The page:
Once put on therapy they start expressing their thoughts, which often results in alleviation of these symptoms

Nearly a third of patients who attend clinics and emergency rooms show symptoms that have no apparent clinical basis, E.S. Krishnamoorthy, senior consultant in clinical neurology and neuropsychiatry, Voluntary Health Services, said on Monday.

While all of them would fall into the broad category of “unexplained medical symptoms,” Dr. Krishnamoorthy went on to describe situations in which the symptoms matched certain common medical conditions, but clearly emanated from psychiatric causes.

Some of the psychiatric causes include depression, hypochondriasis, personality disorders, reaction to severe stress, psychoses (rarely) and somatoform disorders. Classic in this category are the non-epileptic seizure and non-cardiac chest pain. In both instances, patients are not reassured that there is no physical cause for their physical symptoms.

In many cultures with an emphasis on “appropriateness,” a number of patients are unable to give voice to their concerns, anxieties and worries. In this context, they tend to “somatise” – convert into a physical symptom. This is more common in cultures that do not encourage disclosure, studies have proved, he said.

However, once you put these patients on therapy, they start talking and expressing their thoughts. This often results in alleviation of symptoms.

Dr. Krishnamoorthy was delivering a series of three lectures on the subject ‘Exploration of the Brain and Mind Interface,' organised by the Madras Psychology Society at the Universityof Madras.

To psychiatrists, and students of the Psychology department of the varsity, his suggestions were to take the problem seriously and rule out any organic cause first. The medical professional who treats unexplained medical symptoms must also explore the patient's past psychiatric health, family and cultural setting, before providing the patient with understandable explanations.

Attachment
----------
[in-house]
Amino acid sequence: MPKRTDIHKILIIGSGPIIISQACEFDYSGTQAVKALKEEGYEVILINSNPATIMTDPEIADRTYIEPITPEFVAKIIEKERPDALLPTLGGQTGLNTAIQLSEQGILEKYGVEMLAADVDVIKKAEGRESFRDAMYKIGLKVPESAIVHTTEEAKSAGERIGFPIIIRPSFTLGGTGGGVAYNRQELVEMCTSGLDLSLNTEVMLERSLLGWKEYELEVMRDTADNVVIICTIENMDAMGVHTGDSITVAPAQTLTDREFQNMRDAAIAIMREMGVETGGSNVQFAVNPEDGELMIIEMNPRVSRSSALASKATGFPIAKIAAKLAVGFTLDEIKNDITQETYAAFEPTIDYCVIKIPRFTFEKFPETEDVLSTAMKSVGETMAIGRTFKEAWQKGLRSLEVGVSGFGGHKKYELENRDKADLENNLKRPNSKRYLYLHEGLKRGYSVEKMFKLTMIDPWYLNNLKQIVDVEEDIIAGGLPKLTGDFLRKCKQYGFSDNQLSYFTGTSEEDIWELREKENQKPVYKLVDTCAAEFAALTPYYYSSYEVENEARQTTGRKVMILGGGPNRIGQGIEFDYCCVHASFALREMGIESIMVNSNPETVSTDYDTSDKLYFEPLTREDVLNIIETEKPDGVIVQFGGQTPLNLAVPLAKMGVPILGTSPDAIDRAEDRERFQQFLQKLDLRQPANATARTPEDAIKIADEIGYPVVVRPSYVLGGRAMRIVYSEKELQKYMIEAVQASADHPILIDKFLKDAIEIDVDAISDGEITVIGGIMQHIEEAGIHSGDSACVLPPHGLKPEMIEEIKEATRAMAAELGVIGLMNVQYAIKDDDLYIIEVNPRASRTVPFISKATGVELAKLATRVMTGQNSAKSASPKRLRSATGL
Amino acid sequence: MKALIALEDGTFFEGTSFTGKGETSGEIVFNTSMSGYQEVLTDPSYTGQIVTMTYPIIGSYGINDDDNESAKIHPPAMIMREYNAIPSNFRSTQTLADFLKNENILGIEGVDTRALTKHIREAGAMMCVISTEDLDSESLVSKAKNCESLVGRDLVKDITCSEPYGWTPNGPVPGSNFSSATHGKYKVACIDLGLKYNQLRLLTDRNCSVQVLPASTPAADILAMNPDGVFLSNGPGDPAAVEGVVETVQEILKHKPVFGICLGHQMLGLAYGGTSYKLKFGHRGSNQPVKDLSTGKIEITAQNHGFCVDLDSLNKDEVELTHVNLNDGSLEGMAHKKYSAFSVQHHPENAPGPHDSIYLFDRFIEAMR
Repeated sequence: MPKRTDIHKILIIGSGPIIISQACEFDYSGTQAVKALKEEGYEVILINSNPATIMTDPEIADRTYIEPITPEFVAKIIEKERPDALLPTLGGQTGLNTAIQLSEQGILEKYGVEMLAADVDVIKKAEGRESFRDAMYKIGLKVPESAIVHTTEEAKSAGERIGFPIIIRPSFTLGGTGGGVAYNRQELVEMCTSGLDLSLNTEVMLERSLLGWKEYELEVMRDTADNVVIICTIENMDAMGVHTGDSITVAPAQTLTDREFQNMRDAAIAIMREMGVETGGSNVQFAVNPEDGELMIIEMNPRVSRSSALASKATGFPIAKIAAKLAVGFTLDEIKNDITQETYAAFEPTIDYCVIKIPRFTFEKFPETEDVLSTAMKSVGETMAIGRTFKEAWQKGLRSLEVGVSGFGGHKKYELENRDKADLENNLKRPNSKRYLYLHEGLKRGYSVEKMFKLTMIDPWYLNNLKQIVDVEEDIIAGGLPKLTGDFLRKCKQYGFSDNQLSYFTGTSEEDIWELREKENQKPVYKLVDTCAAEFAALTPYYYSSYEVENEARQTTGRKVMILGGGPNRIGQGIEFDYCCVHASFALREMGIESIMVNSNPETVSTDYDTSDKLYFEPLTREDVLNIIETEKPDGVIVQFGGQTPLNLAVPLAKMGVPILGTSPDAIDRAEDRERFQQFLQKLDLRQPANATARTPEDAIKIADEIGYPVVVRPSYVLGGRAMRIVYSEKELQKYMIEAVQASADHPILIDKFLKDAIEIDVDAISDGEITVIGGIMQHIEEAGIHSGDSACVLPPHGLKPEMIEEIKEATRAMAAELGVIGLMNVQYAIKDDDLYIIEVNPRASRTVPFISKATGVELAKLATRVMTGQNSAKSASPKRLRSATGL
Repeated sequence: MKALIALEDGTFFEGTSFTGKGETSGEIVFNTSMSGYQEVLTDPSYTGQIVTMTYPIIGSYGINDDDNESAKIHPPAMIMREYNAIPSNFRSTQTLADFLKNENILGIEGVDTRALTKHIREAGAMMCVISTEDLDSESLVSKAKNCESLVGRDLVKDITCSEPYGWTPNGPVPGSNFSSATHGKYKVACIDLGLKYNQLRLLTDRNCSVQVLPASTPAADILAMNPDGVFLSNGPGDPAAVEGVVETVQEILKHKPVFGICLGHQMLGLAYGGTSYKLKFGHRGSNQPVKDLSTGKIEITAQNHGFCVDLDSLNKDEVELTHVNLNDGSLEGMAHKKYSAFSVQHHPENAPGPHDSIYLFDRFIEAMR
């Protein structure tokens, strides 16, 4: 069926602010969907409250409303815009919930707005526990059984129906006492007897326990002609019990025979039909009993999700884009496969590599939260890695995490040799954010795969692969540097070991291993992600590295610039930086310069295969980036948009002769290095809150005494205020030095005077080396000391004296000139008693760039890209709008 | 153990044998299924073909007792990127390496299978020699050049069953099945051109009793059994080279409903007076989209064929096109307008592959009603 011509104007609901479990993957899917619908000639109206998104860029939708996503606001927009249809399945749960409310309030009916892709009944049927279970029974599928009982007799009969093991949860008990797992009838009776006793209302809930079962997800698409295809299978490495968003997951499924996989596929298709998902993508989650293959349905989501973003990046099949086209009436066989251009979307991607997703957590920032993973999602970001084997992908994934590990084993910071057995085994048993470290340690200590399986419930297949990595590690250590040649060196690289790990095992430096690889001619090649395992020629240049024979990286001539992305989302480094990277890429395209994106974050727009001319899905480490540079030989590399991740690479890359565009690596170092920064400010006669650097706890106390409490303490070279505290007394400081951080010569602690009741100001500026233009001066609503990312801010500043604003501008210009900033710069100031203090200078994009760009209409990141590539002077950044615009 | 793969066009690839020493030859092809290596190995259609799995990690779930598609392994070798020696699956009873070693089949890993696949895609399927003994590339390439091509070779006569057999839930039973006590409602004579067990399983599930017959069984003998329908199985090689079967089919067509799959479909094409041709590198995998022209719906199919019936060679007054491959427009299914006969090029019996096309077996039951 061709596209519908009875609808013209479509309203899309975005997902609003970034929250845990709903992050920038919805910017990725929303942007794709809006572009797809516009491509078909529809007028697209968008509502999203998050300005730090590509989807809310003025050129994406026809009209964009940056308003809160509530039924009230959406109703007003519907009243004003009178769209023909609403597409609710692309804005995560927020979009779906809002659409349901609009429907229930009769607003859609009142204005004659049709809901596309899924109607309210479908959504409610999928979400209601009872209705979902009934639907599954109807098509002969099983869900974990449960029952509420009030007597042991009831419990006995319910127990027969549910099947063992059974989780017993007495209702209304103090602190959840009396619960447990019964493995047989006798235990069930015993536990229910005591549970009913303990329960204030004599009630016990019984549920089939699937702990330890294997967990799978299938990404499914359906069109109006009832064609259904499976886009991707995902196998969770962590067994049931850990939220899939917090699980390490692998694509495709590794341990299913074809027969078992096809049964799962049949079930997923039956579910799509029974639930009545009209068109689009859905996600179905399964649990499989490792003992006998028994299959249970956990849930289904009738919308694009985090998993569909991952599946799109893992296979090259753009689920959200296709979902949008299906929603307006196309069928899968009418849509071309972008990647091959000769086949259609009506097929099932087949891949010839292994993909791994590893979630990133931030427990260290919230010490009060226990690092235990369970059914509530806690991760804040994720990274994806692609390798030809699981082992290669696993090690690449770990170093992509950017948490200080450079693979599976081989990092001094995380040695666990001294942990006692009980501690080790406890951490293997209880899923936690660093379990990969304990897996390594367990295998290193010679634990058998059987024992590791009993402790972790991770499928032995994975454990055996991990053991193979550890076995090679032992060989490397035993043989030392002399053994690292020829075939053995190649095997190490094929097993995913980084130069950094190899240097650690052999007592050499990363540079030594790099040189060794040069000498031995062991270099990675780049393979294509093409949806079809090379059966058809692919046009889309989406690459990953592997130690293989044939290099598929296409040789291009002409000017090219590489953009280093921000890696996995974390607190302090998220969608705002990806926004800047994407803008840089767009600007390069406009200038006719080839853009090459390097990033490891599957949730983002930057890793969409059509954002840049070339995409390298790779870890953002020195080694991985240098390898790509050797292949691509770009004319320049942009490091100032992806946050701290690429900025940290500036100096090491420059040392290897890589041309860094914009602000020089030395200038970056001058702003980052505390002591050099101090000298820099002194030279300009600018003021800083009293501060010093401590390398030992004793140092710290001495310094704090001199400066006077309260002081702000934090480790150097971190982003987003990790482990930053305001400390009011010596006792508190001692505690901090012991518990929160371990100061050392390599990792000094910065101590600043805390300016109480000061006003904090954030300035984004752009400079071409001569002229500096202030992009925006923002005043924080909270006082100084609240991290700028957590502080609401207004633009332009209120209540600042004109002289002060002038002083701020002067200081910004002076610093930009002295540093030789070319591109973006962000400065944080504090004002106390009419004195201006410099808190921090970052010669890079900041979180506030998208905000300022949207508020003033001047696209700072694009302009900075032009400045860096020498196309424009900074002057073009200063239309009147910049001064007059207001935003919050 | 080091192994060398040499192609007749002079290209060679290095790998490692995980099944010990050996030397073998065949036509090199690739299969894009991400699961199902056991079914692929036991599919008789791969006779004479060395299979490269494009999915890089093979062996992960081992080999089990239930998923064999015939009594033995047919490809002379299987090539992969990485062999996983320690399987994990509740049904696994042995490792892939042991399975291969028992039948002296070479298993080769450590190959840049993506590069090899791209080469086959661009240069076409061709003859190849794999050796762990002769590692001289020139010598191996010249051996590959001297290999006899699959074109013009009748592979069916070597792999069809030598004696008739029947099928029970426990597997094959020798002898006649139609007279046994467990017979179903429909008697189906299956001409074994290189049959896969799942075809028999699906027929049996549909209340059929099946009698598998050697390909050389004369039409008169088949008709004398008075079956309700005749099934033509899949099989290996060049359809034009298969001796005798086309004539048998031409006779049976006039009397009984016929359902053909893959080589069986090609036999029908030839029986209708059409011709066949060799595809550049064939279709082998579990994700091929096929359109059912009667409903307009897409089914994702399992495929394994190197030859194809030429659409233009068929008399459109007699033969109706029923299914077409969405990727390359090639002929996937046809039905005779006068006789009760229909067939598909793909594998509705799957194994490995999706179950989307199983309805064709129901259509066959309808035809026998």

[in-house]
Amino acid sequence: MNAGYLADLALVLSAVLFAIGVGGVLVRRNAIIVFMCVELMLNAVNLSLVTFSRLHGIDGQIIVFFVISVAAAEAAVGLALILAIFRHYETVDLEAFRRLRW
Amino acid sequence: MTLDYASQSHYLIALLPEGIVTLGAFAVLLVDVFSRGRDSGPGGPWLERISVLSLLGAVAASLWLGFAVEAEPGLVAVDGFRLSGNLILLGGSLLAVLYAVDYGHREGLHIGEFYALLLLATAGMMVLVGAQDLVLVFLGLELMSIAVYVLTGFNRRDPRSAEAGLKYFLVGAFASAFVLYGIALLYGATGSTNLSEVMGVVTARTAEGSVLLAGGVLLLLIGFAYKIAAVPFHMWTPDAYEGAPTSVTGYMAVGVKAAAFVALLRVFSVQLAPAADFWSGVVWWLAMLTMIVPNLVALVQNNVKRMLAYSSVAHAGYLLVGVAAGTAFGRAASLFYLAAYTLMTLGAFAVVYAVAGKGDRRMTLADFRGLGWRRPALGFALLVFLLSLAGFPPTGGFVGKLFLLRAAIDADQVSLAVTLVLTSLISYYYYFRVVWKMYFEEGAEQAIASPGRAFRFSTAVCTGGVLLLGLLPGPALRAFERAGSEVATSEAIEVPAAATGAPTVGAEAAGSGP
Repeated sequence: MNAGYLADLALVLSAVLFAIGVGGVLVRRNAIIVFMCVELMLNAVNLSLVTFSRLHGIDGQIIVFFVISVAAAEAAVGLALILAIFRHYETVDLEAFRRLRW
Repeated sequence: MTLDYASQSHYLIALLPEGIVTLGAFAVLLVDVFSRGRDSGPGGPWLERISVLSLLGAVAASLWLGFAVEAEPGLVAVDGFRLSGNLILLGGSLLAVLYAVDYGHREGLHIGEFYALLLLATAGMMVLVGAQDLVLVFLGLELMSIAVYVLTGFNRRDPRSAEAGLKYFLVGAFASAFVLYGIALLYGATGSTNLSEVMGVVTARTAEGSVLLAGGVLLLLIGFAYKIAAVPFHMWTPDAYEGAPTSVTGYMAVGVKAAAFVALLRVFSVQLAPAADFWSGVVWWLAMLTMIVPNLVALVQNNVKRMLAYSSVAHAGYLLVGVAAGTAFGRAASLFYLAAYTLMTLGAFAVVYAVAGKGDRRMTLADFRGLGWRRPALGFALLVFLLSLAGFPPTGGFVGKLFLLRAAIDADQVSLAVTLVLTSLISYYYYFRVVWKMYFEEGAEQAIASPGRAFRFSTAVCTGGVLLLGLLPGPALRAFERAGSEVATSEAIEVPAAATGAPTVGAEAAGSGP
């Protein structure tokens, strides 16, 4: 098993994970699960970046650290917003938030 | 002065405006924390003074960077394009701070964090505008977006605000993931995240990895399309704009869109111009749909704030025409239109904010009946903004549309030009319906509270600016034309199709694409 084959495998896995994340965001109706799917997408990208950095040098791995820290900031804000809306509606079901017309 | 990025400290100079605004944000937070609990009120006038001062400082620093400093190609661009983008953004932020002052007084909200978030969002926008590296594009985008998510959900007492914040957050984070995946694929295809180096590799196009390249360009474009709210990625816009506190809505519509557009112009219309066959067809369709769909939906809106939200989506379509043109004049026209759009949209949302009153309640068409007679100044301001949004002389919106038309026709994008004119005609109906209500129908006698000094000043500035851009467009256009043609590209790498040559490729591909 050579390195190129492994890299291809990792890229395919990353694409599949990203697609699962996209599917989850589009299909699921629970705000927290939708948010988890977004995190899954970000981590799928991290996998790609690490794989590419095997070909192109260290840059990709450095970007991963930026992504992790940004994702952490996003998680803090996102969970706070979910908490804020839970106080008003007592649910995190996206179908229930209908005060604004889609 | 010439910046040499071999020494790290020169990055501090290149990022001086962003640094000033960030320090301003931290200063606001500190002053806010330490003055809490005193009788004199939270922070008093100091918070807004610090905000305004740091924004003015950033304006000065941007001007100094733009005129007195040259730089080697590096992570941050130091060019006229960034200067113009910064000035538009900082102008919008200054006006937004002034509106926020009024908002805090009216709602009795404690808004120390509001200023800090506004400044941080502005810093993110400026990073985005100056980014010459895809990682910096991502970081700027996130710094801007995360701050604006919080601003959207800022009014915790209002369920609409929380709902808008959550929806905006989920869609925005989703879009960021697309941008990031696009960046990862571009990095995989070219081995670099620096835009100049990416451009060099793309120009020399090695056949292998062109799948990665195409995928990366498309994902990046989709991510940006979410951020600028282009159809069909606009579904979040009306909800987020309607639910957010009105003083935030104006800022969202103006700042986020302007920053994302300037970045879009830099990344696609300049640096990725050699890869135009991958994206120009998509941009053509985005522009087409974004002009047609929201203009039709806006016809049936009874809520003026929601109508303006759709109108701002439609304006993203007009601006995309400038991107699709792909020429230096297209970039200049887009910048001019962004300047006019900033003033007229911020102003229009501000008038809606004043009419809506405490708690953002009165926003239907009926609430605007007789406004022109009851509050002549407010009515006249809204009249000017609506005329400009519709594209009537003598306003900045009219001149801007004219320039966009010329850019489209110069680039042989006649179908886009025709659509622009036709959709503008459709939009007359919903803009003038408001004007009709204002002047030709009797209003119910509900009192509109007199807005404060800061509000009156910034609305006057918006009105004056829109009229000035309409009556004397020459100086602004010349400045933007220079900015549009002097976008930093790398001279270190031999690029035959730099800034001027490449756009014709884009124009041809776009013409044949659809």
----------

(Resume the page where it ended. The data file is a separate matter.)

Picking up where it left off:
Shun pejorative terms

At all costs, the use of pejorative terms must be shunned, and the patient must also be protected from guilt or self-blame. It is also necessary to emphasise the benefit of a psycho-somatic disorder, he said.

Ultimately, patients who do well are those who have an acute onset of symptoms that have a definite origin in the mind and are treatable. It also helps if the patient is mono-symptomatic and the symptoms last over a relatively short duration, Dr. Krishnamoorthy explained.

Dr. Krishnamoorthy's first lecture dealt with the role of the brain in human emotion, with particular emphasis on the role of the limbic system, the oldest part of the human brain.

It dealt with evolution, through anatomy and physiology, to human traits like mood, anxiety, schizophrenic symptoms; and social constructs like creativity and religiosity.

The third lecture for the day, ‘The Mystic Mind', analysed experiences that philosopher J. Krishnamurti underwent during his transformation, using analogies from modern medicine and neuropsychiatry. Dr. Krishnamoorthy also focussed on the interplay between science and philosophy.

S. Karunanidhi, head, Department of Psychology, University of Madras, said the Madras Pscyhology Society Endowment Lectures, of which Dr. Krishnamoorthy was the latest orator, had, in the past, invited similarly-accomplished luminaries in the field of psychology, psychiatry and neuropsychiatry.